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  1. White parents object to about 16 Aboriginal children attending a public school at Yass. The Minister for Education, George Reid, stops the children from attending stating that although in general creed or colour should not exclude a child “cases may arise, especially amongst the Aboriginal tribes, where the admission of a child or children may be prejudicial to the whole school”.


  1. Massacre of Aboriginal people on the McKinlay River, Northern Territory. The perpetrators are exonerated by an official inquiry.


  1. John Batman negotiates a treaty with the Kulin people but this was declared invalid by the Governor of Victoria as it was carried out by a private citizen rather than the Crown. Little more was heard of treaties for nearly 100 years.

  2. Royal Commission appointed in Queensland to investigate the recruitment of South Sea Islanders for plantation work finds there have been widespread kidnappings. Queensland Parliament prohibits the recruitment of South Sea Islanders from the end of 1890. The Act is later suspended due to the economic depression and outcry from plantation owners.

  3. The Queensland Elections Act 1885 excludes all Aboriginal people from voting.


  1. The Victorian Aborigines Protection Act excludes ‘half-castes’ from their definition of an Aboriginal person. As a result nearly half the residents of the missions and reserves have to leave their homes.

  2. Victorian Board for the Protection of Aborigines is empowered to apprentice Aboriginal children when they reach 13. Children require permission to visit their families on the stations.

  3. Western Australian Aborigines Protection Board is established.

  4. Men and women of the Coranderrk Aboriginal Reserve (60 kms north-east from Melbourne) fight the Aboriginal Protection Board which wants to break up the successful community that’s growing hops and doing better than neighbouring white farms. Walking to Melbourne, they deliver a petition to the Victorian government. But the majority of the residents are removed under the Protection Act which cripples Coranderrk as an enterprise. The government closes it in 1924.


  1. The Parramatta Girls Home opens (also known as the Industrial School for Girls, Girls Training School and Girls Training Home). Closing in 1974, it became Australia’s longest operating state-controlled child welfare institution, located in Parramatta, NSW. The population of the girls home includes many Aboriginal girls, mostly those who belong to the Stolen Generations.


  1. The phrase ‘White Australia Policy’ appears in William Lane’s Boomerang newspaper in Brisbane.

  2. Aboriginal population reduced by 220,000 Australia-wide to an estimated 80,000.


  1. A judgement of the Lords of the Judicial Committee of the Privy Council finds that New South Wales, at the time of the arrival of the British, was in fact "a tract of territory practically unoccupied, without settled inhabitants or settled law" and that it was "peacefully annexed". The ruling goes on to become the skeleton of Australian law with no court daring to rule against it.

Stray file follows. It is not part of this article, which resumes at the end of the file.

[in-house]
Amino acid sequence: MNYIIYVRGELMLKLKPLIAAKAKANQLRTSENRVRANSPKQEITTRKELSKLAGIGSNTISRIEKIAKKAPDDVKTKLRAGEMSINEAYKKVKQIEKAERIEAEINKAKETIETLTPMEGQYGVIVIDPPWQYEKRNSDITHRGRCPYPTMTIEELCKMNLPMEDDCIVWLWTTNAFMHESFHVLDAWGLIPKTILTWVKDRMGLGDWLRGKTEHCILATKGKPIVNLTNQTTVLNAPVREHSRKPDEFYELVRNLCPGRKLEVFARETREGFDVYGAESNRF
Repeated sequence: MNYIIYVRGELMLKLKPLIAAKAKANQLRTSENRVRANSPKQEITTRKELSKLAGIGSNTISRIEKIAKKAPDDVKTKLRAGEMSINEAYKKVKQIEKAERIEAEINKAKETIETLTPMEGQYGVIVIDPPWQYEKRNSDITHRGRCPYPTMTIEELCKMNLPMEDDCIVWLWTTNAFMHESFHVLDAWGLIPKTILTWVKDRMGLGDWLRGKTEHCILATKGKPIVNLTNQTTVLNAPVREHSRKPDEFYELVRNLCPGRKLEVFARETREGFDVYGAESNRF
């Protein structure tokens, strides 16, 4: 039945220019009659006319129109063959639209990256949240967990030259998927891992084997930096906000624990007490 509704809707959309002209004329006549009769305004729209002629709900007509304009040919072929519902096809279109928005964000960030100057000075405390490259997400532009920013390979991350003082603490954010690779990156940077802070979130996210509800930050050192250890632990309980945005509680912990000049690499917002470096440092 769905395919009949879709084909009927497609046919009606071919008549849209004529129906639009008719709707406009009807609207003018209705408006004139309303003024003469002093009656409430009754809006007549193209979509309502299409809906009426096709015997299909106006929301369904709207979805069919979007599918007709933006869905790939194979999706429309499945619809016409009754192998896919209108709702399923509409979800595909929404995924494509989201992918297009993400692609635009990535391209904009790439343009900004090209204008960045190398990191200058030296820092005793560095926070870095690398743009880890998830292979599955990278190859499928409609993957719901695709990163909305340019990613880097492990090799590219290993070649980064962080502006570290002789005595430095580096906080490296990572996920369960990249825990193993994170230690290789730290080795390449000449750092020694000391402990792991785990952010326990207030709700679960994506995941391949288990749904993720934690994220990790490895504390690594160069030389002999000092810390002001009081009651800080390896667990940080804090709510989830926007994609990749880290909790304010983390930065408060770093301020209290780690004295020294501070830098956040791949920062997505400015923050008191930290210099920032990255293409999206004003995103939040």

1. Jandamarra, an Aboriginal resistance fighter, declares war on European invaders in the West Kimberley and prevents settlement for six years.

  2. For eight years the Western Australian conflict rages in Western Australia.


  1. In an amendment to the Constitution Act 1889 Western Australia extends voting rights to include all British male subjects over the age of 21, but not Aboriginal males.


  1. All adult females in South Australia, including Aboriginal females, win the right to vote.


  1. The Aboriginal Protection and Restriction of the Sale of Opium Act (Qld) allows the ‘Chief Protector’ to remove local Aboriginal people onto and between reserves and hold children in dormitories. From 1939 until 1971 this power is held by the Director of Native Welfare; the Director is the legal guardian of all Aboriginal children, whether or not their parents are living, until 1965. The legislation is subsequently imitated by South Australia and the Northern Territory. Under the legislation, Aboriginal people are effectively confined to reserves and banned from towns. Reserves are administered by government agencies or missionaries and every aspect of life is controlled, including the right to marry, guardianship of children, the right to work outside reserves and management of assets.

  2. Under the Aboriginals Protection and Restriction of the Sale of Opium Act 1897 (and subsequent laws until the 1970s), the Queensland government controls the wages and savings of Aboriginal Queenslanders working under these acts.

  3. Jandamarra, Kimberley’s resistance fighter, is shot and 19 former Aboriginal prisoners, whom he had freed and were fighting with him, are also shot and killed.


View article sources (2)

[1] Cooper v Stuart (1889) 14 App Cas 286, 291 (Lord Watson), available at www.bailii.org/uk/cases/UKPC/1889/1889_16.html, retrieved 8/9/2019
[2] 'In our land not yet won, who are we Australians?', SMH 26/1/2019

Cite this page

Korff, J 2024, Timeline results for , <https://stage.creativespirits.info/aboriginalculture/timeline/searchResults?page=6>, retrieved 25 July 2024

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